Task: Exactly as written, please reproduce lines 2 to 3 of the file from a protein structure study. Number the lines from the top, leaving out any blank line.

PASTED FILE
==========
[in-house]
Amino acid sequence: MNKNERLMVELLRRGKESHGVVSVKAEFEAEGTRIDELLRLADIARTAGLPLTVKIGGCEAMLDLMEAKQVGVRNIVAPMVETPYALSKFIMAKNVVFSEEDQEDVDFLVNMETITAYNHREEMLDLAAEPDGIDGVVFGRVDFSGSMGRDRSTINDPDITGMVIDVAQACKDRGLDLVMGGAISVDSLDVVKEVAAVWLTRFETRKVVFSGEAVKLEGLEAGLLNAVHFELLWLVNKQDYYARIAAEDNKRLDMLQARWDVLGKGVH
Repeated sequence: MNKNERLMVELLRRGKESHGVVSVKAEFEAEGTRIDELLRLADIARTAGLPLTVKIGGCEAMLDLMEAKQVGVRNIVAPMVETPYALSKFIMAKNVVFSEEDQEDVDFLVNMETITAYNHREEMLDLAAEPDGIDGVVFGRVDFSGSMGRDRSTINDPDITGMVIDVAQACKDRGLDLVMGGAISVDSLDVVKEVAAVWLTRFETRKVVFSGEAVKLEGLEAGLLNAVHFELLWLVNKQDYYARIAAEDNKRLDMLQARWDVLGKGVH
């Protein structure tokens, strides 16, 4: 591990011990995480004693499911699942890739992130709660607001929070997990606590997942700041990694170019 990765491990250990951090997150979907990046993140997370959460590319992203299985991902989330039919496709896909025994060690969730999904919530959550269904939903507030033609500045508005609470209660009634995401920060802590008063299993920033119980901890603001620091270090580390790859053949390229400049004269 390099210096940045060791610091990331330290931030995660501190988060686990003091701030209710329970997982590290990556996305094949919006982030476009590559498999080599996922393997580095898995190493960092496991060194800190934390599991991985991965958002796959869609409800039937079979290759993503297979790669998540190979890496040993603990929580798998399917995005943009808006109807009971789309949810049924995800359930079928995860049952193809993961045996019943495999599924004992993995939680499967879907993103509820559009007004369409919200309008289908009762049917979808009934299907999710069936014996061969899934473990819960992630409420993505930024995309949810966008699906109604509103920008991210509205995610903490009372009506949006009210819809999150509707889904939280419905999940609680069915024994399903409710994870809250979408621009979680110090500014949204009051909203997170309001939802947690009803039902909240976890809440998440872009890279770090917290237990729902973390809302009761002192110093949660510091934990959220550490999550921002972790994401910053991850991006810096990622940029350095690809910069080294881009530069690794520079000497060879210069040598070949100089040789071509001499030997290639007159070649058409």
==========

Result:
Amino acid sequence: MNKNERLMVELLRRGKESHGVVSVKAEFEAEGTRIDELLRLADIARTAGLPLTVKIGGCEAMLDLMEAKQVGVRNIVAPMVETPYALSKFIMAKNVVFSEEDQEDVDFLVNMETITAYNHREEMLDLAAEPDGIDGVVFGRVDFSGSMGRDRSTINDPDITGMVIDVAQACKDRGLDLVMGGAISVDSLDVVKEVAAVWLTRFETRKVVFSGEAVKLEGLEAGLLNAVHFELLWLVNKQDYYARIAAEDNKRLDMLQARWDVLGKGVH
Repeated sequence: MNKNERLMVELLRRGKESHGVVSVKAEFEAEGTRIDELLRLADIARTAGLPLTVKIGGCEAMLDLMEAKQVGVRNIVAPMVETPYALSKFIMAKNVVFSEEDQEDVDFLVNMETITAYNHREEMLDLAAEPDGIDGVVFGRVDFSGSMGRDRSTINDPDITGMVIDVAQACKDRGLDLVMGGAISVDSLDVVKEVAAVWLTRFETRKVVFSGEAVKLEGLEAGLLNAVHFELLWLVNKQDYYARIAAEDNKRLDMLQARWDVLGKGVH